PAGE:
I also put some chopped celery, green & red peppers, and green onion (with tops) in with my cabbage sometimes and it turns out quite nicely. Sort of a pared down version of kimchi or something. I like to fry pork chops in avocado oil or coconut oil, and when they’re done browning I take the chops out of the pan and put a jar or two of my kimchi type sauerkraut into the juices left in the pan. You can just let it cook through until it’s warm, or you can let the juices kinda boil away and fry it. Either way is very good. Then I take the sauerkraut out of the pan and put the chops back in to cook longer, if necessary. This is sooooo good with mashed potatoes (made with homemade butter from raw milk and some homemade sour cream). One of our favorite autumn / winter meals.

But we like to eat raw sauerkraut right from the jar, too. Very healthy fermented food.

When I make butter (I have several ways to do this) I save the whey and that’s how I get mine. Is someone else saying there’s a different “whey” we should be using?

Reply

cheeseslave September 15, 2008 at 10:42 PM

Hi, Lauren,

I’ll happily do a tutorial on making whey and cream cheese.

I’ll add it to my list of to dos.

Ann Marie

Reply

Julie September 16, 2008 at 8:47 PM

Hi, I came to your site via Kelly the Kitchen Kop. I love kefir. Here is my question about it. The lady I bought kefir grains from said not to use raw milk because the natural bacteria in the raw milk competes with the kefir grains. It seems like you are doing fine using raw milk. Do you heat your milk first then or do you use cold milk? Thanks in advance!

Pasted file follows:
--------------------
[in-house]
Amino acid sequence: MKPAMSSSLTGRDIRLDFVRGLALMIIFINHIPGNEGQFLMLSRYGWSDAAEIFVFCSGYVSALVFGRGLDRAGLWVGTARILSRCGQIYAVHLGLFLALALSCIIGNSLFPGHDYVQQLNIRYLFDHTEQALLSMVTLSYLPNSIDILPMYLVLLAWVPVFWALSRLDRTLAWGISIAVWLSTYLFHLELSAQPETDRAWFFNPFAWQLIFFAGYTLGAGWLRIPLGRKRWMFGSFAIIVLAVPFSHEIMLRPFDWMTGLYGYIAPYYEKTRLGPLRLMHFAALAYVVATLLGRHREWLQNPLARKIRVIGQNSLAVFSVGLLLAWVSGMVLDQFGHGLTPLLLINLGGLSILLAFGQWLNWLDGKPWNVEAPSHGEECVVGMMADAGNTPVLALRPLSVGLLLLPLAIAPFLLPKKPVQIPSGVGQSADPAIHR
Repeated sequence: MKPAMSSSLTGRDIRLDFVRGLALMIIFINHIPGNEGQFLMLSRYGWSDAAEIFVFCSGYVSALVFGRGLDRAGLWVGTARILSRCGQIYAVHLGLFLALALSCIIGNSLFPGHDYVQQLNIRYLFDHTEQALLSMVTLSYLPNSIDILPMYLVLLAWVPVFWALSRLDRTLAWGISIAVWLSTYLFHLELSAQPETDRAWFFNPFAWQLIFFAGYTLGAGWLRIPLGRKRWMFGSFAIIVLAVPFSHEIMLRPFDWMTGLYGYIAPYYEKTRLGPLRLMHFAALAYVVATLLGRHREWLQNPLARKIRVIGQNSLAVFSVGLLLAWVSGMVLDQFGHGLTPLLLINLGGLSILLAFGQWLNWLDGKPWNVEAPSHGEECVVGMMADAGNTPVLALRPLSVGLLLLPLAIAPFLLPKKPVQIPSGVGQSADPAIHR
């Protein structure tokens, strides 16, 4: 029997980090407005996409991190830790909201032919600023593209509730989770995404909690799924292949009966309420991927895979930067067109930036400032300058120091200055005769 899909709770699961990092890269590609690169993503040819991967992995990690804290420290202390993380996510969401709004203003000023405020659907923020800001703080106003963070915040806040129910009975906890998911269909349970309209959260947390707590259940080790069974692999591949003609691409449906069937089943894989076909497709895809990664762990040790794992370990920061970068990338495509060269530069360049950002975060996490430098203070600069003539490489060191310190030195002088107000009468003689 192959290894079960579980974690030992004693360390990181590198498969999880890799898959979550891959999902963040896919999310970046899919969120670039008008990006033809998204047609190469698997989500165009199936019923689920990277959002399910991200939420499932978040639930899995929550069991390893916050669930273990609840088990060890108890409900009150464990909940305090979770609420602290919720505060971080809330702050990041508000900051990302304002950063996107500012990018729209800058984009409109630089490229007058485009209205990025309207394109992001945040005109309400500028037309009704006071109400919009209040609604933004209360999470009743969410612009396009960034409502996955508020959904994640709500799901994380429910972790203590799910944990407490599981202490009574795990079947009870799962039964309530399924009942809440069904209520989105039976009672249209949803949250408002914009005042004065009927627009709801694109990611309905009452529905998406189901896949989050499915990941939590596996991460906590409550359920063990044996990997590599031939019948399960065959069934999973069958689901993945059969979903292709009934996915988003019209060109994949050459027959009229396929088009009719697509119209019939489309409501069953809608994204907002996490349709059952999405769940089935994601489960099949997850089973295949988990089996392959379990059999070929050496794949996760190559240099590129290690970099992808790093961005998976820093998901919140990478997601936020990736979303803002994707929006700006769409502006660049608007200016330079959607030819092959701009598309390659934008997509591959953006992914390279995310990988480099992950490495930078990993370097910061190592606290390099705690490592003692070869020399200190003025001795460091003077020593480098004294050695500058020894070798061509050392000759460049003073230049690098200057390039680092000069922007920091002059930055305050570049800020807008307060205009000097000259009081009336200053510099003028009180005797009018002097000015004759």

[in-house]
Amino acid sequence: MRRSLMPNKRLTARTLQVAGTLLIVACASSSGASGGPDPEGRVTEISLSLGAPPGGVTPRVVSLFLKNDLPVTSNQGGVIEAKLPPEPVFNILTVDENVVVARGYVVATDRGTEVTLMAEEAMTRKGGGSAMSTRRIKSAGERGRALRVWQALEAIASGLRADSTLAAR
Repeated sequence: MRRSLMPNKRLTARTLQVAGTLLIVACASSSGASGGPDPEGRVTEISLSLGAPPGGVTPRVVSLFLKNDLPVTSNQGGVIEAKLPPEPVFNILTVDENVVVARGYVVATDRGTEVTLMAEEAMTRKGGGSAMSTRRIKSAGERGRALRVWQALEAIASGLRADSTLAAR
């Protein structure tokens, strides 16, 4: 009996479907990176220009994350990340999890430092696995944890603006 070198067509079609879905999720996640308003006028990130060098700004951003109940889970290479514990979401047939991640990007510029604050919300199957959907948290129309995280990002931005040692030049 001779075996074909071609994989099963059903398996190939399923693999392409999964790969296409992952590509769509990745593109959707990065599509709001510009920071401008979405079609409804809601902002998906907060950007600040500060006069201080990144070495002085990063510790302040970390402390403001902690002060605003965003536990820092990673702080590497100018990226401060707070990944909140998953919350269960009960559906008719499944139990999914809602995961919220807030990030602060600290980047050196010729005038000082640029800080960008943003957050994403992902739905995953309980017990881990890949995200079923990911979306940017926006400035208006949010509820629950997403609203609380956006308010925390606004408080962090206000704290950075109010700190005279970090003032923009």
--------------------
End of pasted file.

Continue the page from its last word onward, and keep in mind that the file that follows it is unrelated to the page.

Reply

cheeseslave September 16, 2008 at 9:28 PM

Hi, Julie,

I have heard that before. I actually posted a response to this question — see the comments above.

I do not heat the milk — I use raw milk. My grains are very hardy and I’ve never had a problem.

Reply

Carys September 17, 2008 at 1:37 PM

Ann Marie, what texture are your water kefir grains? The pictures I’ve seen online they look smooth and gelatinous, but the ones I bought from ebay last week are sort of grainy (like a cluster of little clear bits instead of one solid clear bit) and fall apart into bits. I do like the water kefir, though, but I was looking forward to the gelatinous bits *g*

Carys

Reply

cheeseslave September 17, 2008 at 2:37 PM

Hmmm I’m not really sure… maybe you can take a picture of yours and post them on Flickr?

I can take a photo of mine when I get home.

Reply

cheeseslave September 17, 2008 at 2:38 PM

Remind me please – in case I forget

Reply

Hillori October 3, 2008 at 6:14 PM

Hi Ann Marie,
I wanted to know how often do you use new milk for grain storage and what do you do with that jar of milk that the grains have been stored in?
Can you just pour the milk and kefir grains into the new batch?

Reply